I find another symbolism when I think to be alone walking through this structure.  Suddenly, when the paths of these blocs cross, I find someone. While being in between these blocs we cannot see if there is someone on the other side, or if something is happening to them. We might be able to hear something, but it sounds too far away as to be happening right next to us. In this line of though, I have also heard many people who lived during Hitler’s time who say to have not known what was happening for a very long time. Not even if it had to do with their neighbor or just people outside of the city. Also the idea that the paths of many people crossed during this time, maybe coming together to help each other but also being traitors.

One of the characteristics of these blocs that I always realize other than it’s gray color and cold touch, is that they are not parallel to each other, but tilted in different directions. To me, that shows how this period of history and these ideologies affected people regardless of their identity and how they were “trapped” anchored in this structure, even if they tried to take any other direction.

The same happens with the floor: it is not just a flat surface, but one with slopes and ups and downs. Although we may want to walk forward, look forward, and think that the end will be there soon, the floor may bring us lower down than what we want; further away from the piece of sky above our heads, which is the only freedom that we see.

I don’t know if with these ideas I am taking too far the symbolism of this site, but I guess that with any piece of art, their value is really what they mean to us. These previously explained feelings and thoughts, are my experience of the Holocaust Memorial in Berlin.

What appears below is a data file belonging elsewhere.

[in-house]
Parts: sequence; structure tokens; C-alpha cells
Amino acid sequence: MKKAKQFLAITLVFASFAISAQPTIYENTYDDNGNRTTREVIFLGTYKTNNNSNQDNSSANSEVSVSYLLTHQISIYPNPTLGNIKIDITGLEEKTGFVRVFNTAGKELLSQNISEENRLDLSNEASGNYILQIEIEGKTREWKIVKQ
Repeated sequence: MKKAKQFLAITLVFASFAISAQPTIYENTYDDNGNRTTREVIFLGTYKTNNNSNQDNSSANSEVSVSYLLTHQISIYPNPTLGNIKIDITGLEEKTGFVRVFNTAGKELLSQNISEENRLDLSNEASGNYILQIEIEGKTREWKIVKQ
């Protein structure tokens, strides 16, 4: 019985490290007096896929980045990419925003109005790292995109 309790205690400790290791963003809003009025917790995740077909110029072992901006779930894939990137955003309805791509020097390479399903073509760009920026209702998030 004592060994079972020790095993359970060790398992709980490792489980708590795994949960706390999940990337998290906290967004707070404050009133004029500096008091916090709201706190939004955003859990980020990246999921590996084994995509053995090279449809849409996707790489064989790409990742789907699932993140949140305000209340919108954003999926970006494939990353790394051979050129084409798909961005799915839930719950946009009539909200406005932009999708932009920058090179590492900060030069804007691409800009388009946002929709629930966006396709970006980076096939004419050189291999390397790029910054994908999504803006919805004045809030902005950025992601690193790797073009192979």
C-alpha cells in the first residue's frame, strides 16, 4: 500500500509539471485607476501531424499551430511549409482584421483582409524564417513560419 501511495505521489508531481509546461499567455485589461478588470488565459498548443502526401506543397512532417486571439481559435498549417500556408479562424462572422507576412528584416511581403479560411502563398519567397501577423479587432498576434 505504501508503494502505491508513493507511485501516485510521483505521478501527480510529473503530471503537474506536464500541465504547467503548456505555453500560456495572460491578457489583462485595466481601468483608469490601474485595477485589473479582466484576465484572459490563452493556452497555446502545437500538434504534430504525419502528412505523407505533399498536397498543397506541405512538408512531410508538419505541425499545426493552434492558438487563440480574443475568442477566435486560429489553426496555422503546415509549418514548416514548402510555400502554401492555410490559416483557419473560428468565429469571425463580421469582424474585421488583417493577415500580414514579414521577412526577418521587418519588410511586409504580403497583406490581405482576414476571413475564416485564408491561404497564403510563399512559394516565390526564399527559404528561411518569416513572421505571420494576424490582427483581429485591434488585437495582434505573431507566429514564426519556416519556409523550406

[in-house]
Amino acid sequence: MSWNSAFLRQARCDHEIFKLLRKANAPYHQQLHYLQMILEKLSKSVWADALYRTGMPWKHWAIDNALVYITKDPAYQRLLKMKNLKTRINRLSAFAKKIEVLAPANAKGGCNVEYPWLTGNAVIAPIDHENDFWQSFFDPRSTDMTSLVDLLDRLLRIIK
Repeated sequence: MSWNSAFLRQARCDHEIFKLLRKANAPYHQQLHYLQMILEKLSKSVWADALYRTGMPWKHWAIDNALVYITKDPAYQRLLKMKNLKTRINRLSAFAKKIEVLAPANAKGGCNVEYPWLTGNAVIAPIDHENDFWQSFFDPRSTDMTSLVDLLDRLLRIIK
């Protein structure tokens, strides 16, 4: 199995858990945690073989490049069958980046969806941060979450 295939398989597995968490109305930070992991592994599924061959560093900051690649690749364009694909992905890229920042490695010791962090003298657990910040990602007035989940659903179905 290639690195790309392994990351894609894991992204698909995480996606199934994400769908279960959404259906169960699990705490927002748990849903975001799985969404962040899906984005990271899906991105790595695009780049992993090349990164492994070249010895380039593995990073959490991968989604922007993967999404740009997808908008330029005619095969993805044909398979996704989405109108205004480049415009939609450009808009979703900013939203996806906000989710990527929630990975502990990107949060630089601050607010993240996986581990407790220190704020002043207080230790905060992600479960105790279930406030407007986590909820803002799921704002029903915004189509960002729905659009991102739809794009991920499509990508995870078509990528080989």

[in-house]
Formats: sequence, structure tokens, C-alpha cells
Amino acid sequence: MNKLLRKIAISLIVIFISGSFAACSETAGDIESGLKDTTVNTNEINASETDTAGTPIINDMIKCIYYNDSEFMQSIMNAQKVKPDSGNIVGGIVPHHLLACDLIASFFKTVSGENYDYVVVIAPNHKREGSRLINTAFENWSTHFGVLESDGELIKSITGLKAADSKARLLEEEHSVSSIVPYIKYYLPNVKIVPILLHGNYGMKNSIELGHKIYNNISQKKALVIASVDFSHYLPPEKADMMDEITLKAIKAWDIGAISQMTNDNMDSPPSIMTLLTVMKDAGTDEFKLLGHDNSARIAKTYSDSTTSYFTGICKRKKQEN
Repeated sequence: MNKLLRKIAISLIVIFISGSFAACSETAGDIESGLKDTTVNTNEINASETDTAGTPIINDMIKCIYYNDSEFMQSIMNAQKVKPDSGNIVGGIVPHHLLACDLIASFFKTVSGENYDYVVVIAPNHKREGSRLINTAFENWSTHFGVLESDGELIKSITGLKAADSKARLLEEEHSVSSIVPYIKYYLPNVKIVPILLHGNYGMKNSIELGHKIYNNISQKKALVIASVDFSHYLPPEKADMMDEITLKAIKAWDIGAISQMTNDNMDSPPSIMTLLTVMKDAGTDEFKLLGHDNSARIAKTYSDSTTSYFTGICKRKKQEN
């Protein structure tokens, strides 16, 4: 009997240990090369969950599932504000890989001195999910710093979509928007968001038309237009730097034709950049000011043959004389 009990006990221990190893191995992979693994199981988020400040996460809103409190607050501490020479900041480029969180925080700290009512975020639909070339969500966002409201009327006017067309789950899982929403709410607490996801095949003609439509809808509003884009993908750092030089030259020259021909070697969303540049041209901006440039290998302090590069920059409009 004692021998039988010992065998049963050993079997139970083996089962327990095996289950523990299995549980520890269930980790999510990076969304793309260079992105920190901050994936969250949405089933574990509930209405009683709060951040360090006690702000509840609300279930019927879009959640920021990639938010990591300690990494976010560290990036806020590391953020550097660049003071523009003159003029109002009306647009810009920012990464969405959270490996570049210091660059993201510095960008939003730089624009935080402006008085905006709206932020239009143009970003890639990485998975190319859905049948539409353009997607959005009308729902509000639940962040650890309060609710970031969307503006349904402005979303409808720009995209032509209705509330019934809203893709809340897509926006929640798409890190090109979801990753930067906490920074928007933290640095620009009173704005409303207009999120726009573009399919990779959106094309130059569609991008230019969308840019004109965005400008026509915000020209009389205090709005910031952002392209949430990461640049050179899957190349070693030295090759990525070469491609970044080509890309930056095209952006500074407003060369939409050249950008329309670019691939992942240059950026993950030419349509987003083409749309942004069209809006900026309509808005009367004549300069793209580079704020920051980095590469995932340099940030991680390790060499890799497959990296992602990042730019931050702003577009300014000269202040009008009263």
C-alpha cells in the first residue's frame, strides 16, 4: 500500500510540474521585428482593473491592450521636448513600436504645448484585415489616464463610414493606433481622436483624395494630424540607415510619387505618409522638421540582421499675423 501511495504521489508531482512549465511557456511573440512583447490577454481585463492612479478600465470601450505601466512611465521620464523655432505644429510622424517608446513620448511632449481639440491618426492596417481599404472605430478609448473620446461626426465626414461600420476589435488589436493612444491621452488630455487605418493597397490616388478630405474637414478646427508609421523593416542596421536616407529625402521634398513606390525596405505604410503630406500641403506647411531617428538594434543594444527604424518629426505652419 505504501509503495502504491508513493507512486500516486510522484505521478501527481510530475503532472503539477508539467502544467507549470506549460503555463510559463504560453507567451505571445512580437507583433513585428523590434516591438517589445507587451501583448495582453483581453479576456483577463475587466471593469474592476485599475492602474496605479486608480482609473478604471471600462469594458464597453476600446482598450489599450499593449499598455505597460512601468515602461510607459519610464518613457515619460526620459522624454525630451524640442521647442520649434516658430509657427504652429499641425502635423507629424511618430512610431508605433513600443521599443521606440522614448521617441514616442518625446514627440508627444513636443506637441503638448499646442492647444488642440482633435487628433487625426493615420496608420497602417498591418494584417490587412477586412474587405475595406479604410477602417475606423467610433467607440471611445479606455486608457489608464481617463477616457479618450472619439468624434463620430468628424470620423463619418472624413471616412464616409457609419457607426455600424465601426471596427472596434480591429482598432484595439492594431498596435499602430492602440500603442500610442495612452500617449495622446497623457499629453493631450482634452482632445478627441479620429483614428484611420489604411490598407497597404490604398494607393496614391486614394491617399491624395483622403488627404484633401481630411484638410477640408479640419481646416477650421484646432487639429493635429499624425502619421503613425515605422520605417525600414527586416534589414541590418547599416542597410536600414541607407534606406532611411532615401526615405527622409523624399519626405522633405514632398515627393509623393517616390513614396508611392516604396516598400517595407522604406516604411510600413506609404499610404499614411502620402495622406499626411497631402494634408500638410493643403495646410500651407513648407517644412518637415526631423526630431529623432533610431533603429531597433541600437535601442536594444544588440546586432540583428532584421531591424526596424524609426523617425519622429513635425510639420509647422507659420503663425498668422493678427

by Heike Fahrenberg
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Nationalismus in Deutschland und Amerika, by Alisa Rethy, program participant (Kenyon College)

Gestern Abend habe ich eine sehr interessante Konversation mit meinem deutschen Freund gehabt. Ich habe bemerkt, dass man ziemlich wenige deutsche Flaggen hier im Vergleich mit amerikanischen Flaggen in den Vereinigten Staaten sieht, und das hat eine lange Diskussion über die Unterschiede zwischen Nationalismus in Amerika und in Deutschland angeregt.

Obwohl ich natürlich schon wusste, dass Nationalismus einen viel schlimmeren Ruf hier als in Amerika habt, war ich trotzdem überrascht, dass er so empfindlich und kritisch im Hinblick auf Zeichen des Nationalismus in Deutschland ist. Ich habe es besonders bemerkenswert gefunden, wie viele Dinge er als nationalistisch wahrnimmt, die in Amerika nie auf diese Weise wahrgenommen werden würden. Zum Beispiel, er hat gesagt, dass er es unangenehm findet, sogar Call and Response mit dem Publikum bei einem Konzert zu machen. Er hat erklärt: “Ich finde es problematisch, nur fünfzig Jahre nach Hitler ein Teil von so einem aufgeregten Menschenmenge zu sein.” Ich hatte diese Zusammenhang nie selbst gesehen. Ein weiteres Beispiel von dem Einfluss der deutschen Geschichte des Nationalismus, das er mir erzählt habe, ist dass bei internationalen Fußballtournieren die Deutschen “Deutschland!” nicht schreien wollen und stattdessen “Schland” sagen. (…)